The surface coating, designed to fight the spread of bacteria and viruses, including the SARS-CoV-2 virus responsible for the current COVID-19 pandemic, was first tested aboard Boeing's ecoDemonstrator last year as part of the company's Confident Travel Initiative.
"While testing continues on orbit and on Earth, we're encouraged by the preliminary results of the antimicrobial chemical compound," Mike Delaney, Boeing's chief aerospace safety officer, said.
"There is the potential for broad-based applicability for a surface coating like this when used in conjunction with other measures to prevent disease transmission."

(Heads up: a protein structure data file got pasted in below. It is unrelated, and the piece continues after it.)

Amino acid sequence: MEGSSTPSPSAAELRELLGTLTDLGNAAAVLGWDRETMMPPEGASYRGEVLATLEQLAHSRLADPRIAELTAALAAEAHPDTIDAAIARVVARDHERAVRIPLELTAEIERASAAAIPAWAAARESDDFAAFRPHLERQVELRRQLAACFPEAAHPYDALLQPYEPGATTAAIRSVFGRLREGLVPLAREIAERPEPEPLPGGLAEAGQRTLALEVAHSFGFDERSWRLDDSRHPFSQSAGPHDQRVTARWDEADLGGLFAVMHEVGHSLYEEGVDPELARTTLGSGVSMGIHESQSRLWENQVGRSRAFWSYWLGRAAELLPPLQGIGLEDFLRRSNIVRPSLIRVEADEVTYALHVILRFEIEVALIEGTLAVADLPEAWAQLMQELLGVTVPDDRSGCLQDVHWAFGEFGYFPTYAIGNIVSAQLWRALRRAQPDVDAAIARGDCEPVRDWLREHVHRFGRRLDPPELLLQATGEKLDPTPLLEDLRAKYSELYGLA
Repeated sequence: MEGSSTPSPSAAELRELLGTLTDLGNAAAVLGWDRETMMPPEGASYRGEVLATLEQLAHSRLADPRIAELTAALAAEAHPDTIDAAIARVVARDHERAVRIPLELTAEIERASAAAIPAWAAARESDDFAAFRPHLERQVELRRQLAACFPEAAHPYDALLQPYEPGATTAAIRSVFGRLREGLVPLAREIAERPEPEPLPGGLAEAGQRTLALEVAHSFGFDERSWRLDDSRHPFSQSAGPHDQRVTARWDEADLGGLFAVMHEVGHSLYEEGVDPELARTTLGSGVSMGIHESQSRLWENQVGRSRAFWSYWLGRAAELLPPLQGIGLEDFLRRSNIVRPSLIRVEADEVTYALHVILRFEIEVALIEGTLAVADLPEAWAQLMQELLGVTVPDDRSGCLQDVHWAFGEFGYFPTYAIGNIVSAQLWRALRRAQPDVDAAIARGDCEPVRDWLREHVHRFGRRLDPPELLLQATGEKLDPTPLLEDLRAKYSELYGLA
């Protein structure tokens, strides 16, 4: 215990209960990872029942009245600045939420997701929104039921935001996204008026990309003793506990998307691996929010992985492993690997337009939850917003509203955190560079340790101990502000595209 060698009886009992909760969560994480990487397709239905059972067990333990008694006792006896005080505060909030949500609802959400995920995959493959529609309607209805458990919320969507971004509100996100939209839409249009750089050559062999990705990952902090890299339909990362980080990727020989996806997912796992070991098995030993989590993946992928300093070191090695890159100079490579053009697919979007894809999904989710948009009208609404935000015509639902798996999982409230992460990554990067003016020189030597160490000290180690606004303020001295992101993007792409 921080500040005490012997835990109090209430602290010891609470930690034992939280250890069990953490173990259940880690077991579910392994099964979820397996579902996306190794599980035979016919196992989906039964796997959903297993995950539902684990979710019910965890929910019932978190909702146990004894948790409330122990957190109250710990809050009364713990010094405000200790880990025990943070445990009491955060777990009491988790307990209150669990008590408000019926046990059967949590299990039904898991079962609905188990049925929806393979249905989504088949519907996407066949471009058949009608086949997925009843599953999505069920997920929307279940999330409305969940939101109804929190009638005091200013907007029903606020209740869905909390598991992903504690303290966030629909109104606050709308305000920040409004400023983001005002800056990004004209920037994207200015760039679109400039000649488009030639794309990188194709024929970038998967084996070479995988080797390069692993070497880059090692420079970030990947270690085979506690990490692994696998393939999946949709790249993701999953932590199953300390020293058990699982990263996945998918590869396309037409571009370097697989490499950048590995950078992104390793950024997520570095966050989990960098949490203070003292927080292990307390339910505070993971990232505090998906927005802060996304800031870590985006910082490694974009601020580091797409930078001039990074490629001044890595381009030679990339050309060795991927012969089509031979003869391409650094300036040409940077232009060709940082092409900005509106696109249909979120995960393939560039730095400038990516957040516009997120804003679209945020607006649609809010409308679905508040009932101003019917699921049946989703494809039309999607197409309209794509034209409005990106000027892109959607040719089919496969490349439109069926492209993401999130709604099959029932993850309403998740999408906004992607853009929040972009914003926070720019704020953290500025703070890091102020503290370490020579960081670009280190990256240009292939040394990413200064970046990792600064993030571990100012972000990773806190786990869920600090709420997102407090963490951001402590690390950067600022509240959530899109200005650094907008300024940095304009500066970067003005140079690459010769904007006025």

The ISS experiment involves the testing of two identical sets of objects, including an airplane seat buckle, fabric from airplane seats and seat belts, and parts of an armrest and a tray table.
Astronauts are touching both sets of objects every few days to transfer microbes naturally occurring on human skin, with no microbe samples sent to the station for this experiment.
The test objects are expected to return to Earth for analysis later this year.
"After years of development, it is truly exciting to see our research in space," Professor Michael Monteiro from UQ's Australian Institute for Bioengineering and Nanotechnology, said.
"The primary purpose of our antimicrobial coating was to help protect space missions. After the current pandemic struck, we modified the coating's formula to also target the COVID-19 virus if it is present on a surface on Earth.
“We look forward to continuing our testing regimen and working to gain regulatory approvals."
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